Answer: A little longer than average;but, they are describing the potential course. In fact, it will depend a lot on how your individual disease responds. You can block some of the osteoporosis with drugs like Fosamax and Miacalcin, the other side effects will be present and will be dose and duration dependent. However, there is no other treatment and this can be a fatal disease. If you need a second opinion, the University of Michigan (Ann Arbor) has a world class dept of Rheumatology.
Can Prednisone Be Causing Mood Swings
Answer: Probably the prednisone and it should revert to normal as the dosage is decreased.
Prednisone Withdrawal Concerns[posted
Answer: Morning is the best time to avoid adrenal suppression, evening the worst. That is the reason that we don't split doses, although as an antiinflammatory, it probably works somewhat better in split doses. While taking these doses of prednisone, most physicians recommend calcium, vitamin d and either fosamax or miacalcin to avoid bone loss, discuss this with your physician.
Prednisone Withdrawal Concerns[posted
Answer: Hard to know sometimes if you have steroid deficiency or a return of the PMR. Has your sedimentation rate been rechecked? If normal, then could be adrenal insufficiency. This can be checked by a cortrysn stimulation test to test adrenal response. However, if your sed rate is up sounds like the PMR is still active.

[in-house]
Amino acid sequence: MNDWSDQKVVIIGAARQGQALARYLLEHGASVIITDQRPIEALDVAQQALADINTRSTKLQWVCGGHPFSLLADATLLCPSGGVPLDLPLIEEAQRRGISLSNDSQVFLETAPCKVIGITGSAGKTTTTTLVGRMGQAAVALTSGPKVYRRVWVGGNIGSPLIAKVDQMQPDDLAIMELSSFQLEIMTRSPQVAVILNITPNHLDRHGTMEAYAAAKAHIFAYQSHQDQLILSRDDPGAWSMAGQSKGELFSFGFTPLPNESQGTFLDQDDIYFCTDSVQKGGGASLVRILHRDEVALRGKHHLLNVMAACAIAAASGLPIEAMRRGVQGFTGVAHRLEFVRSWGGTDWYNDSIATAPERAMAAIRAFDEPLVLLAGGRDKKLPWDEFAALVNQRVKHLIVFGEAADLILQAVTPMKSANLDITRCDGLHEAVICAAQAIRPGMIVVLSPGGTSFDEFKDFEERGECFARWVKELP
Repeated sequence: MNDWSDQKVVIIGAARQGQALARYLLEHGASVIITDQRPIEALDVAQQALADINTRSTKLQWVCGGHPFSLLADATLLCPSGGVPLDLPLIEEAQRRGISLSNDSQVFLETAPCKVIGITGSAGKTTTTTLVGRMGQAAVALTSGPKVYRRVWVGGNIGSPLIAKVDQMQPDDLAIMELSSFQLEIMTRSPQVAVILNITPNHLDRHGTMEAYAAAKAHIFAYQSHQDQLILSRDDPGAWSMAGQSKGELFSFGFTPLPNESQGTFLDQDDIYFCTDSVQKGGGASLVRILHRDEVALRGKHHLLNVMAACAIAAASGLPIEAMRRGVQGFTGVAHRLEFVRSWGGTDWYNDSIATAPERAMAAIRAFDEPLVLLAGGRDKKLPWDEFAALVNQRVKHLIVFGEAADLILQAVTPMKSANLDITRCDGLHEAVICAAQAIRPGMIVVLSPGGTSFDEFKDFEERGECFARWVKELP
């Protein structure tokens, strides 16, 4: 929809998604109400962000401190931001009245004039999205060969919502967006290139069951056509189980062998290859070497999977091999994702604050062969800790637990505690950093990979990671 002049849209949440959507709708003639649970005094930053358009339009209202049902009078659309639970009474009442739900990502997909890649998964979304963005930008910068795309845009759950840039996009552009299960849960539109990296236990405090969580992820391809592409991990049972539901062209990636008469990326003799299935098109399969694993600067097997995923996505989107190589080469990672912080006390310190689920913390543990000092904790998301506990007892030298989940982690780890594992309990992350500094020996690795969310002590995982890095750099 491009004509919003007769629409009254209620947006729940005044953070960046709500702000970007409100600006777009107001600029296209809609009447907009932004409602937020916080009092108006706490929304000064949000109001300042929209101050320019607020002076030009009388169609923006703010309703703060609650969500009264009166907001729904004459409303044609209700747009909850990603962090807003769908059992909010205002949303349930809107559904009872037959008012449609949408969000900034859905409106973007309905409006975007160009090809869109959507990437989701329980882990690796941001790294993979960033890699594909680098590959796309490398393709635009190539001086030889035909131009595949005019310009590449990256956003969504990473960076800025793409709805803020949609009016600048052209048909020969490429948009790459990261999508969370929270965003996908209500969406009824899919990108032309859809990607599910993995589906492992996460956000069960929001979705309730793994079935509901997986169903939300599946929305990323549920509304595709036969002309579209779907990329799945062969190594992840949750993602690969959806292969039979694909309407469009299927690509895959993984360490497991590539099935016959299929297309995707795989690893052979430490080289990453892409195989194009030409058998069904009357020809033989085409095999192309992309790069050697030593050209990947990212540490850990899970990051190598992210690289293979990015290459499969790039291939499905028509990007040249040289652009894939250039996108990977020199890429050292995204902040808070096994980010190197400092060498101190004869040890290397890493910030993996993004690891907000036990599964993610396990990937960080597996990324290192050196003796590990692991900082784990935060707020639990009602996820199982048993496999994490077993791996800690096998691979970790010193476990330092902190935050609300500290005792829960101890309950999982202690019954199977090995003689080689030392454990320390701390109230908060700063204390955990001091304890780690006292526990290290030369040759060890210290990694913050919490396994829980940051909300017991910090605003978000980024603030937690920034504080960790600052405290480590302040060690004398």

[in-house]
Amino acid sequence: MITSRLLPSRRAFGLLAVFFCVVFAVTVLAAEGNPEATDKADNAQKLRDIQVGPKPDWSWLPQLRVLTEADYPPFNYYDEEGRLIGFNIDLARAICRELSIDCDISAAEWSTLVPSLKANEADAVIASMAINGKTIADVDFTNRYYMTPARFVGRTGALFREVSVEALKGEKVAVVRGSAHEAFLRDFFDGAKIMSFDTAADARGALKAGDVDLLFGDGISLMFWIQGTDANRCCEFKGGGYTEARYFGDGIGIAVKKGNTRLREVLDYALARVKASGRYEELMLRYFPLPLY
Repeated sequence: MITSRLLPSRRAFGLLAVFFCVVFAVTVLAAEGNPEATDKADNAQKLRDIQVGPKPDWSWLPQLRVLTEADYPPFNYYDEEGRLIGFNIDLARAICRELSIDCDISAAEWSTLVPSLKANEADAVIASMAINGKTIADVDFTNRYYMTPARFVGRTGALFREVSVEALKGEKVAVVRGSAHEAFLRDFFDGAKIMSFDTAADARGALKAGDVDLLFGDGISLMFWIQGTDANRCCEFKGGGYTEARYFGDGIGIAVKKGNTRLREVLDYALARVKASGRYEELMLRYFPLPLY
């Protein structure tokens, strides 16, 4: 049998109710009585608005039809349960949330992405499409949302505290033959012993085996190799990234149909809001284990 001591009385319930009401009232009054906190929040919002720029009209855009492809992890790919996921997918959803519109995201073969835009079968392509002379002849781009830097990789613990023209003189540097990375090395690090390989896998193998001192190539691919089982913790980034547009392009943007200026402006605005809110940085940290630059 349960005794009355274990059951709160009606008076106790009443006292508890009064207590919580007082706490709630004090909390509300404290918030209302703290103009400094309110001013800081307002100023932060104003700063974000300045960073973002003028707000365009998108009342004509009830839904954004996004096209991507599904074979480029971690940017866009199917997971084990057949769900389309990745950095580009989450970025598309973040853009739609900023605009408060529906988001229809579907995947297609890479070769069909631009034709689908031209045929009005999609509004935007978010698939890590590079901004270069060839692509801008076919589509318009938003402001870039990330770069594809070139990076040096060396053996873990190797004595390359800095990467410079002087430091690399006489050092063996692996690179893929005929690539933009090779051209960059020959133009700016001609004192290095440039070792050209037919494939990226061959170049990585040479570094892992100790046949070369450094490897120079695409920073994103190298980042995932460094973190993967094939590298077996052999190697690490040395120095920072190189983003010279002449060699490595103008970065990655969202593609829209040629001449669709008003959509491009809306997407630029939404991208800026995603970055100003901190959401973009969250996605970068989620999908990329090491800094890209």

Does Prednisone Cause Severe
Headaches [posted 10/28/98]
Answer: Possibly, but unlikely. Check with your doctor.
Prednisone & MS [posted
Answer: Unfortunately not at this time. But, there are other alternatives to MS, interferon etc. Are you on these?
Prednisone Effects on Sex Drive [posted
Answer: Not usually, but, there are many personality changes that have been described
Prednisone Information [posted
Answer: Steroids are great anti-inflammatories, but, tend to age the body more rapidly. That is cause cataracts, hardening of the arteries, diabetes, etc. This is dose and duration related. But, your dosing etc. will be dictated by your disease. There should be an attempt to minimize the osteoporotic causing effects of steroids by using drugs such as Fosamax, Miacalcin, etc. You need a long discussion with your doctor
Prednisone & Weight Gain [posted
Answer: In the early stages, it will go back to normal. After extended use, it tends not to.
Prednisone Effects [posted